One of the greatest advantages associated with the IQ™ and ZOE™ is that the technologies allow clinicians to objectively detect status changes before symptoms occur. Evidence has shown that hemodynamic parameters measured by NMT monitors, can provide early detection leading to early intervention.
Mr. P. is a 68 y/o male. Diagnosed with left ventricular systolic heart failure, he has been receiving inotropic infusion therapy twice per week for the last four months. The IQ® Noninvasive Hemodynamic Surveillance Computer was utilized to measure his response to therapy. In retrospect, the Zo (base impedance) indicates early decompensation over the course of three weeks. The patient had no weight gain, clear lung sounds, normal vital signs, no early signs or symptoms of exacerbation and no change in self report assessment until January 21. On January 21 the patient called the clinic stating that he did “not get the same kick” post infusion therapy as usual. He stated that he did not feel well. When the patient returned to the clinic as instructed, on January 22, his weight had increased by six pounds, he had crackles in his lungs one third up, his self assessment was “poor”, and his Zo had dropped below 16. He received 80mg Demadex, another inotropic infusion and was admitted to the hospital.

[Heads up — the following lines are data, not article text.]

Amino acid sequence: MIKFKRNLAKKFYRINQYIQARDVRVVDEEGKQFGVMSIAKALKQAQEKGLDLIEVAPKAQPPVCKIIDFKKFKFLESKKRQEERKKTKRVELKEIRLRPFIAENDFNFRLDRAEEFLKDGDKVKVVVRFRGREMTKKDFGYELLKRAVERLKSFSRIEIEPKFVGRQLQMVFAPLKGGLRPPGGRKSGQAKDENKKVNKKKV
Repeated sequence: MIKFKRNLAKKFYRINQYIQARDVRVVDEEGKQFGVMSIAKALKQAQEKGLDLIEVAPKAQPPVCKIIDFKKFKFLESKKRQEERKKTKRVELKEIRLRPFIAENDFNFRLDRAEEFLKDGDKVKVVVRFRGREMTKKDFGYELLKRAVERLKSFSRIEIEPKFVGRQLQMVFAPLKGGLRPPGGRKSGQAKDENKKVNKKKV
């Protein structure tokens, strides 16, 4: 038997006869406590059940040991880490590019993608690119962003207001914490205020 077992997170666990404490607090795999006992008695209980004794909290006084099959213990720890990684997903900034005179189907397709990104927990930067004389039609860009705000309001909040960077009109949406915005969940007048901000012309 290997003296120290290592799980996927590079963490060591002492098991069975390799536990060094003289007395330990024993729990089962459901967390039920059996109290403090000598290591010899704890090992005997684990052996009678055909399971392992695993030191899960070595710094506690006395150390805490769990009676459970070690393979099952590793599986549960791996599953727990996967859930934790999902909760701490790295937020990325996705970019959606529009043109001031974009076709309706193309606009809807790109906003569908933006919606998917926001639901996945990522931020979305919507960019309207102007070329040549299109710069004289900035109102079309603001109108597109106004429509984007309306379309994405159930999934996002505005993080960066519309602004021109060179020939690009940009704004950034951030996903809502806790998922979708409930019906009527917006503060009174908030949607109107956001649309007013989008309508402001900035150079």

This patient data was obtained during a blinded study, in which the infusion clinic staff did not have access to the impedance data. When this patient returned from Christmas vacation, the clinic staff praised him for his one pound weight gain. Had the staff been monitoring Zo, they would have been able to quickly see that the patient was retaining fluid as evidenced by his decreasing Zo value. The patient did not gain weight until he became symptomatic.
Lack of objective measures that identify early exacerbation as opposed to late exacerbation poses great management problems for patients living with heart failure. Thoracic Zo measurement is an early indicator of fluid status changes allowing clinicians to practice proactive management rather than reactive fluid management in heart failure.